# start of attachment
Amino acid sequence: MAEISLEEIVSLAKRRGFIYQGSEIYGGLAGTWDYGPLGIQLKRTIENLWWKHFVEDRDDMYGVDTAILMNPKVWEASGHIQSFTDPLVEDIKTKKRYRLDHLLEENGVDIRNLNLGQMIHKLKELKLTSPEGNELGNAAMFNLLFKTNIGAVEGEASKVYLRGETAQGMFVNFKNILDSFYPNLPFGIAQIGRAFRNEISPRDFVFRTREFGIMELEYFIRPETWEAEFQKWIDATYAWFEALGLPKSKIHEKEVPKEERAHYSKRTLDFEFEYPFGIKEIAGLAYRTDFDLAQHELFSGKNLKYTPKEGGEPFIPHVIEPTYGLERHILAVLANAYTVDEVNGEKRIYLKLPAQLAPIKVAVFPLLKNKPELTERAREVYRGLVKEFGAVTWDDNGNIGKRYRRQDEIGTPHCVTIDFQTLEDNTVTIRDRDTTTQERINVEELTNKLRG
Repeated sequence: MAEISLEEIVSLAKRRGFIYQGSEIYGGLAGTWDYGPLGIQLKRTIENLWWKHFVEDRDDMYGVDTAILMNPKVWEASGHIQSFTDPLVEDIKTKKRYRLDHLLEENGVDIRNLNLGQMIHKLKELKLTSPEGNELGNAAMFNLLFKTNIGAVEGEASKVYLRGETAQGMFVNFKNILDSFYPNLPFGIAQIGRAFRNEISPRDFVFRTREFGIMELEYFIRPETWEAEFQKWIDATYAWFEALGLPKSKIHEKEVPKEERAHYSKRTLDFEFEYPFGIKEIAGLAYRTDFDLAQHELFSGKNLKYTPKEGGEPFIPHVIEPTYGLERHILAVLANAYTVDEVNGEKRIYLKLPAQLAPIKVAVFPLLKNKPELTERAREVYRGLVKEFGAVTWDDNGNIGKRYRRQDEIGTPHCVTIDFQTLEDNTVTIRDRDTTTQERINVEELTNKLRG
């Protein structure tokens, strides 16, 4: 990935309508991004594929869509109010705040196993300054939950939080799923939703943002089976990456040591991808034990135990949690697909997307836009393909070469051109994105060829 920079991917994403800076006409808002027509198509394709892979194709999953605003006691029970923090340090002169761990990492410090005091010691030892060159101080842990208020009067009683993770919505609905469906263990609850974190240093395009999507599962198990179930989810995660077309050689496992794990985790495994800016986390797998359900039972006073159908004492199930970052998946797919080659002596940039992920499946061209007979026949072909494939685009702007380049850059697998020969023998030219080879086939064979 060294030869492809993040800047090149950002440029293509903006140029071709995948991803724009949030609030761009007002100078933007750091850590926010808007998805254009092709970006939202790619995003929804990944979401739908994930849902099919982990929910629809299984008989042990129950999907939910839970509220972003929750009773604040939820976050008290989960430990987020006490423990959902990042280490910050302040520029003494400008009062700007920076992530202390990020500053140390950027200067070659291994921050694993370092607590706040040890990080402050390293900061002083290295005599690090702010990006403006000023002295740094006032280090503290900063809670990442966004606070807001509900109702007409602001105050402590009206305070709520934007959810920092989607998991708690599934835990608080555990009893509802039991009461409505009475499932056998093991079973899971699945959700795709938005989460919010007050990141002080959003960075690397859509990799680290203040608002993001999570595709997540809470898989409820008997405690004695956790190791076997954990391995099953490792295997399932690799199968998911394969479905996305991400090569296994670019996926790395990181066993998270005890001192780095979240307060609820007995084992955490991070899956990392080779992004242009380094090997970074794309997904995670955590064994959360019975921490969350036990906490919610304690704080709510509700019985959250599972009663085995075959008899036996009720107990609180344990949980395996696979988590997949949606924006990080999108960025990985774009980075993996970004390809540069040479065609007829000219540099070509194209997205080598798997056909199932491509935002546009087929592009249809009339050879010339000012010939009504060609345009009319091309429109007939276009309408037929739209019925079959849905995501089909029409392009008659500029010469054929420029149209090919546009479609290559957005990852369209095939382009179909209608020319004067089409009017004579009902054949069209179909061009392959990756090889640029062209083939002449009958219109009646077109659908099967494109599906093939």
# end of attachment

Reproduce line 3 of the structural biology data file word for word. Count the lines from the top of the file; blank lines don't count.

């Protein structure tokens, strides 16, 4: 990935309508991004594929869509109010705040196993300054939950939080799923939703943002089976990456040591991808034990135990949690697909997307836009393909070469051109994105060829 920079991917994403800076006409808002027509198509394709892979194709999953605003006691029970923090340090002169761990990492410090005091010691030892060159101080842990208020009067009683993770919505609905469906263990609850974190240093395009999507599962198990179930989810995660077309050689496992794990985790495994800016986390797998359900039972006073159908004492199930970052998946797919080659002596940039992920499946061209007979026949072909494939685009702007380049850059697998020969023998030219080879086939064979 060294030869492809993040800047090149950002440029293509903006140029071709995948991803724009949030609030761009007002100078933007750091850590926010808007998805254009092709970006939202790619995003929804990944979401739908994930849902099919982990929910629809299984008989042990129950999907939910839970509220972003929750009773604040939820976050008290989960430990987020006490423990959902990042280490910050302040520029003494400008009062700007920076992530202390990020500053140390950027200067070659291994921050694993370092607590706040040890990080402050390293900061002083290295005599690090702010990006403006000023002295740094006032280090503290900063809670990442966004606070807001509900109702007409602001105050402590009206305070709520934007959810920092989607998991708690599934835990608080555990009893509802039991009461409505009475499932056998093991079973899971699945959700795709938005989460919010007050990141002080959003960075690397859509990799680290203040608002993001999570595709997540809470898989409820008997405690004695956790190791076997954990391995099953490792295997399932690799199968998911394969479905996305991400090569296994670019996926790395990181066993998270005890001192780095979240307060609820007995084992955490991070899956990392080779992004242009380094090997970074794309997904995670955590064994959360019975921490969350036990906490919610304690704080709510509700019985959250599972009663085995075959008899036996009720107990609180344990949980395996696979988590997949949606924006990080999108960025990985774009980075993996970004390809540069040479065609007829000219540099070509194209997205080598798997056909199932491509935002546009087929592009249809009339050879010339000012010939009504060609345009009319091309429109007939276009309408037929739209019925079959849905995501089909029409392009008659500029010469054929420029149209090919546009479609290559957005990852369209095939382009179909209608020319004067089409009017004579009902054949069209179909061009392959990756090889640029062209083939002449009958219109009646077109659908099967494109599906093939």